Wide Eyes –  Desert Mountain Tribe (reviewed by Dave Franklin)

c8cd7967cb10105b37c0b2546f973814dbd69856Desert Mountain Tribe landed in the public consciousness with a splash a couple of years ago as their debut album Either That or The Moon received critical plaudits and public acclaim from all who came into contact with its psych-rock charms. On the strength of lead single, Wide Eyes, it looks like they will have the same effect when its successor, Om Parvat Mystery lands in the summer.

Wide eyes is built of the same threads of alt-rock poise, shoegaze intensity and psychedelic haze that they  made their trademark on that first album, a blend of Doorsian dystopia and the psychedelic infusions of Echo and The Bunnymen, with heavier guitar swathes and more driven grooves. I guess this is what the kids today would call alt-rock but alt-rock is named for its parallel stance to the classic sounds, and this is full of classic sounds, classic but not cliched.

Whilst their fellow rock bands are either pursuing a new rock path with their skinny jeans and their fashionable hair or sticking to the rules of a foot on the monitor, patched denim jacket golden age, Desert Mountain Tribe take a cleverer and more discerning root. They travel the back roads of rock history picking up 60’s drop out vibes, 70’s underground moves and 80’s post-punk revivalism, 90’s grunge weight and more modern rebranding that has lead to a nostalgia infused Bohemia. But they do all of this whilst moving forward and that is why they stand apart form the pack and are so vital to the modern music scene.


Little Voices – King in Mirrors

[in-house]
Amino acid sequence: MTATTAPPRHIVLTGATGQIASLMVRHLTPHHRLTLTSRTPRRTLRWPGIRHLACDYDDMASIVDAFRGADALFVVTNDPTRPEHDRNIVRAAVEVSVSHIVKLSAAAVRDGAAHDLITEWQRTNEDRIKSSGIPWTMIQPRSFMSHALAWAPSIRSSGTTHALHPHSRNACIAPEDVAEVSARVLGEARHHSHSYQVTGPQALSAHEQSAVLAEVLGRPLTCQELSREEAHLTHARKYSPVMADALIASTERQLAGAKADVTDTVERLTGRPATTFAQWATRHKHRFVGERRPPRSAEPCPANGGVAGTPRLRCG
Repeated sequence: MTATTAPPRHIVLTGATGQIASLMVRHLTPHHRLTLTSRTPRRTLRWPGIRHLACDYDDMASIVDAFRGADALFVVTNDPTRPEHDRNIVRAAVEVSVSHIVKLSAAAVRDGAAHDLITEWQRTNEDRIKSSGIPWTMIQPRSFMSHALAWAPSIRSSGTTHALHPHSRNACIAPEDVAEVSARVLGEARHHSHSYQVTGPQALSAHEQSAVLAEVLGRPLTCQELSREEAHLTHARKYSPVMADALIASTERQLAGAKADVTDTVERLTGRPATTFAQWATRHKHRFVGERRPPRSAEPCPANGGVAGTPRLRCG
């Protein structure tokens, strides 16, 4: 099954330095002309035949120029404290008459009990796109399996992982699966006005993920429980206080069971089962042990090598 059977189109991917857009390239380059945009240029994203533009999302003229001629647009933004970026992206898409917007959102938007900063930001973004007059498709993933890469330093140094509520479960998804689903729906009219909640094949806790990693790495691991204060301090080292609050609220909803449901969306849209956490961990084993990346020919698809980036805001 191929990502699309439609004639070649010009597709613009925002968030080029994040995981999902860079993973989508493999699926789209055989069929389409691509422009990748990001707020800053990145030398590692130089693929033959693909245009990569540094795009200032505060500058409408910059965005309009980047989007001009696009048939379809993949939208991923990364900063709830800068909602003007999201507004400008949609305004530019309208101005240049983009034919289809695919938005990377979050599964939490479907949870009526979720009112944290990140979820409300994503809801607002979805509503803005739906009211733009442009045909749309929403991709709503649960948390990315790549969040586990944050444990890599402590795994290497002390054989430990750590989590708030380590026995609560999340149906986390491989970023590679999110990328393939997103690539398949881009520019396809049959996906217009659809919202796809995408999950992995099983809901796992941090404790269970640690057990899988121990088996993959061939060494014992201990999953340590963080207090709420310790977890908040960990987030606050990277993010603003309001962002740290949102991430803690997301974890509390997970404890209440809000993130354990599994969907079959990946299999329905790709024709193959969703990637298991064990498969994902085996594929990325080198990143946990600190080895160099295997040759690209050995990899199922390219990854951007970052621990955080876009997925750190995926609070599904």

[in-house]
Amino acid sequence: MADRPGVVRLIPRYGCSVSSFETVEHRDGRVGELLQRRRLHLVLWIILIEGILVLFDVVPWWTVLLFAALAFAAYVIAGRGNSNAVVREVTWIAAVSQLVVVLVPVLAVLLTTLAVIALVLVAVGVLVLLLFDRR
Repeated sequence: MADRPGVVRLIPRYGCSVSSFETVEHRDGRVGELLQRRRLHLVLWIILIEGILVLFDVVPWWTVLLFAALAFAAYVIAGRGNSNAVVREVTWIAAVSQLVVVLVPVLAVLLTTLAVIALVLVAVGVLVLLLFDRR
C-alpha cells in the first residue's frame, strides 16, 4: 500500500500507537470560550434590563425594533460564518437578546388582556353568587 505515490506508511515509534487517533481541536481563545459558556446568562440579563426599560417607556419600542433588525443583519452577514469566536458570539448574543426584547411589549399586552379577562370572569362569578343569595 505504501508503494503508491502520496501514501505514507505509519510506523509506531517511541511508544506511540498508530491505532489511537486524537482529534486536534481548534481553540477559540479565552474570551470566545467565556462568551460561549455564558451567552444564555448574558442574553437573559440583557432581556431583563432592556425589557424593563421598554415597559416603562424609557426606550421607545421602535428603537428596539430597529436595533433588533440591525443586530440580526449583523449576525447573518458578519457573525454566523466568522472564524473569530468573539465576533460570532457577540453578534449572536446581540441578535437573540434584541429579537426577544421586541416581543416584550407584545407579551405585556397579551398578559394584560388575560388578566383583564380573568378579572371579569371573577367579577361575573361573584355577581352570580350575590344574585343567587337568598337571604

1920350_537361226362832_615083738_nThe King in Mirrors should definitely win the “sticking to your guns” local music award. Long after many of their peers have either given up on music or have morphed into cover bands, Rich May is still creating sounds inspired by the bands that got him excited about music in the first place. And the result of resolutely sticking with the plan is that they have an e.p.  Little Voices, being released by Take A Nap Records even as we speak.

Just as with his last band, Baby Train, Rich knows what he wants the band to be about and the fickle hand of fashion and hipsterish “now-ness” is the last thing on his mind. That said, King in Mirrors is no nostalgic pastiche, no stuck in the past homage to his teenage record collection and although it is easy to see where his influences lie, Go-Betweens, Echo and The Bunnymen, The Cure, Orange Juice and all of that post-punk, underground pop, this is the sound of that scene not merely resurrected but moving forward into a bright and productive future.

Great pop hooks intertwine with an understated rock urgency and remind us that it is at the counterpoint of the two genres that some of the best music is made, mixing the credibility of the latter with the infectiousness and danceability of the former.

Pre-release teasers for the e.p. have been testing the market and I have to say that the title track alone easily lives up to their previous high point, Rolling in The Sun, hinting that Little Voices will be nothing short of an alt-pop master class brimming with groove and accessibility.

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